The U.S. air force is studying fruit flies to mimic swarming behavior for military needs.
The US Air Force is engaged in wacky research on fruit flies maneuvering within a heavily instrumented "simulation tunnel" in order to develop tiny, potentially murderous insect-sized flying robots.
According to a statement issued yesterday by the Air Force Office of Scientific Research (AFOSR), research underway at in Californian labs will teach military designers how to build tiny robot aircraft which can fly around indoors or in built-up areas the way flies do.
"This work investigates sensory-motor feedback mechanisms in the insect brain that could inspire new approaches to flight stabilization and navigation in future insect-sized vehicles for the military," said Dr Willard Larkin of AFOSR.
Dr Andrew Straw of Caltech, leading the project for the Air Force, has built a special arena for his test flies to aviate around in, with video walls allowing a simulated environment to be presented to the fly. The insect test subject is tracked using a cunning multi-camera system.
"We developed a 3D fly tracking system which was our most significant technical challenge: localizing a fly in 3D nearly instantaneously," says Straw. "Next, we developed visual stimulus software capable of making use of this information to project virtual edges and textured floors in which we could modify the fly's sensory-motor feedback mechanism."
According to the AFOSR:
"The scientists have found that, counter to earlier studies suggesting that insects adjust their height by measuring the motion beneath them as they fly, flies in fact follow horizontal edges of objects to regulate altitude. Remarkably, this edge following behavior is very similar to a rule they use for steering left and right and always turning towards vertical edges."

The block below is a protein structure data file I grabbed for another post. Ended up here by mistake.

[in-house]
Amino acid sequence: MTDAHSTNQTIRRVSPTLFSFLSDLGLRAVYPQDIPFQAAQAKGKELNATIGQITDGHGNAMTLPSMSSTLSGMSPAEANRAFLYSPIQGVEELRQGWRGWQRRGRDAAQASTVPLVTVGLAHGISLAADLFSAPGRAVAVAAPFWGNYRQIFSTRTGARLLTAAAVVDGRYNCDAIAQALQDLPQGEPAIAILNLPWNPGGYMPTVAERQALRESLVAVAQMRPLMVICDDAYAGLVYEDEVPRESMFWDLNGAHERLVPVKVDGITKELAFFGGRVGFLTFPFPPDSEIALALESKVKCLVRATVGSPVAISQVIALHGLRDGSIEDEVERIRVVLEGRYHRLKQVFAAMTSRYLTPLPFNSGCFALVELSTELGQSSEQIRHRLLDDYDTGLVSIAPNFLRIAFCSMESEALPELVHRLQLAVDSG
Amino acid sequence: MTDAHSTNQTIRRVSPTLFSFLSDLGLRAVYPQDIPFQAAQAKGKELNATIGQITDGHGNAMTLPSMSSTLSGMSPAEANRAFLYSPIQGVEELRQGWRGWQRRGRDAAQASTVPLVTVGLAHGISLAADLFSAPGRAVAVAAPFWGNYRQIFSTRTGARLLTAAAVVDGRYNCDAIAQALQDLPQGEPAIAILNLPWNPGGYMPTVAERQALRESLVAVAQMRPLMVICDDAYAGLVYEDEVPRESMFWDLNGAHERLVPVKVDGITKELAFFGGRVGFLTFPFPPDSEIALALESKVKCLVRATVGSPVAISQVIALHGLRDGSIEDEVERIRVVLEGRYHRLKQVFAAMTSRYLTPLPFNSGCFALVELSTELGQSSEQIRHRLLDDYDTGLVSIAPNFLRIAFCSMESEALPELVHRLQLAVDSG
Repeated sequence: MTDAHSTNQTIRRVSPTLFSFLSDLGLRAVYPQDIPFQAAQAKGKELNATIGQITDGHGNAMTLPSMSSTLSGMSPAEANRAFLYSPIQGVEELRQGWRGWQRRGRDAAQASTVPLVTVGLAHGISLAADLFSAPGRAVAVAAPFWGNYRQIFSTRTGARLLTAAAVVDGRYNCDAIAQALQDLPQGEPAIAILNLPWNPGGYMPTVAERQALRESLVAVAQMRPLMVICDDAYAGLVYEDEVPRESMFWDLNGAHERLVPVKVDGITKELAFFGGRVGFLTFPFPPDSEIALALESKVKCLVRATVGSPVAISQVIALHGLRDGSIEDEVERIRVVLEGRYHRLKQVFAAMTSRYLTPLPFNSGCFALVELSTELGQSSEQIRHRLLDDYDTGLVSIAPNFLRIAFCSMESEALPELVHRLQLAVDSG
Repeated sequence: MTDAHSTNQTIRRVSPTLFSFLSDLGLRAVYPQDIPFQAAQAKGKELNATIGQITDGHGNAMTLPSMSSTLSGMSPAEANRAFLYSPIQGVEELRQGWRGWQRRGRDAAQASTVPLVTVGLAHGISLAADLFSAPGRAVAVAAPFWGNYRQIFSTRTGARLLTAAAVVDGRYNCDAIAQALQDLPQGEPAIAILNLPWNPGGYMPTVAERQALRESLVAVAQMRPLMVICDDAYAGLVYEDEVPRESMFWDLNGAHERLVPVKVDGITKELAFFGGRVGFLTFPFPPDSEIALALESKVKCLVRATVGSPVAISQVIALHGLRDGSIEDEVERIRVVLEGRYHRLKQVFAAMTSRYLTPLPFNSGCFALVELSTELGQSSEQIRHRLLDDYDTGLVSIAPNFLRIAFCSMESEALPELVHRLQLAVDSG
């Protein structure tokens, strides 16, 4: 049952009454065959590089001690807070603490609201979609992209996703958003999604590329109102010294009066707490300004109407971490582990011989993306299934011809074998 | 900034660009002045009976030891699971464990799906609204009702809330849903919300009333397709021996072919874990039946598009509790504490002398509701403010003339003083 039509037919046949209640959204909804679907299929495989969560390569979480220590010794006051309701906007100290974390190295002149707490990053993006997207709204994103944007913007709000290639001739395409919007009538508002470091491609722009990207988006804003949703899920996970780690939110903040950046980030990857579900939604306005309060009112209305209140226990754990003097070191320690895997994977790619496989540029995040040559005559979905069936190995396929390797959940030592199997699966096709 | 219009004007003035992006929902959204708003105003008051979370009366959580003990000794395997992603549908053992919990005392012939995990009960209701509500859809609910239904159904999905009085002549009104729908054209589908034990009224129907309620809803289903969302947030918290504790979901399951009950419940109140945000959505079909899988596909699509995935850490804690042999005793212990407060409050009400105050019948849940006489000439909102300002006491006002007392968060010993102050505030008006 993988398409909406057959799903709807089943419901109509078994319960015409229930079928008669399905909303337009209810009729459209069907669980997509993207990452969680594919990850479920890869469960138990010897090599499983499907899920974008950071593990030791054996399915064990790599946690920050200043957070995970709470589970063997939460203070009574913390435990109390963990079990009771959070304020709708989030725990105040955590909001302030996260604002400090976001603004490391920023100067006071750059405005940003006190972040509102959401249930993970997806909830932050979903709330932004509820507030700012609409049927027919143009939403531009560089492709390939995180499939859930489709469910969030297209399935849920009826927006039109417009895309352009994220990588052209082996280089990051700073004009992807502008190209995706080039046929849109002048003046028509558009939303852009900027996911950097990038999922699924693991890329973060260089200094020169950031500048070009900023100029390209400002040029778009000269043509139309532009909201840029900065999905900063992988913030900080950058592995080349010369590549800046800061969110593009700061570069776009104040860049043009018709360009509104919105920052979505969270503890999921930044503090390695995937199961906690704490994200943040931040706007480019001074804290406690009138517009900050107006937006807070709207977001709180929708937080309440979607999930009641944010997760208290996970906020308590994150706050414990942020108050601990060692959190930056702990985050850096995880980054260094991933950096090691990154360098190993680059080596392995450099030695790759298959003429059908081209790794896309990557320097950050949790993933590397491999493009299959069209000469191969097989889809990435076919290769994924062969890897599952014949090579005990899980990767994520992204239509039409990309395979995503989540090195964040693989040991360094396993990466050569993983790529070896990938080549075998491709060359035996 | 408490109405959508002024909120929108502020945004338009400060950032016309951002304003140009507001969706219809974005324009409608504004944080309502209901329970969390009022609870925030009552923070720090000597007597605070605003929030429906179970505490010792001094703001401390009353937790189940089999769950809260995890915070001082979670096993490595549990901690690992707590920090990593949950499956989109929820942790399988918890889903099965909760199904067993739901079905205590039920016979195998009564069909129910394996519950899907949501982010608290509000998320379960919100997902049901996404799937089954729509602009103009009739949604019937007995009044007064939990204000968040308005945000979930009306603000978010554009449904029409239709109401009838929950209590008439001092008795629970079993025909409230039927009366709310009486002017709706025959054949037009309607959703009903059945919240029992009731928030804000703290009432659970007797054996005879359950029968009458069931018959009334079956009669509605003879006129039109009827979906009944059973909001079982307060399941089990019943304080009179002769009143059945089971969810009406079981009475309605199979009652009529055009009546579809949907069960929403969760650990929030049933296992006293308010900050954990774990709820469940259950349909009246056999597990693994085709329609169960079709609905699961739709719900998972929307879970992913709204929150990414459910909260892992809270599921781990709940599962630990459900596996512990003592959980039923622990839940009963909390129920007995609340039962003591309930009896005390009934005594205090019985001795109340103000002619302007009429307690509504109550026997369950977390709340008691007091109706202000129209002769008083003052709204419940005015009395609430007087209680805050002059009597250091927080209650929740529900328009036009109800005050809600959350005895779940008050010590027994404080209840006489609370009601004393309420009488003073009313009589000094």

If Straw and his colleagues can work out the rules the flies use to navigate - thought to be primarily visually based - it could be possible to design control systems for so-called Micro Air Vehicles (MAVs, small robot aircraft already in development) which would let them maneuver in places where there is no GPS signal.
Then the dark/exciting future shown in the vid above could become reality, with tiny military swarm droids scattering across towns or cities to locate or spy on persons of interest to the US authorities. They might even, as shown in the vid at around three minutes, be able to land on the back of your neck and blow your head off using some kind of tiny warhead.
Amazing what they can do nowadays.
By Lewis Page
Posted in Rise of the Machines, 8th December 2010 17:00 GMT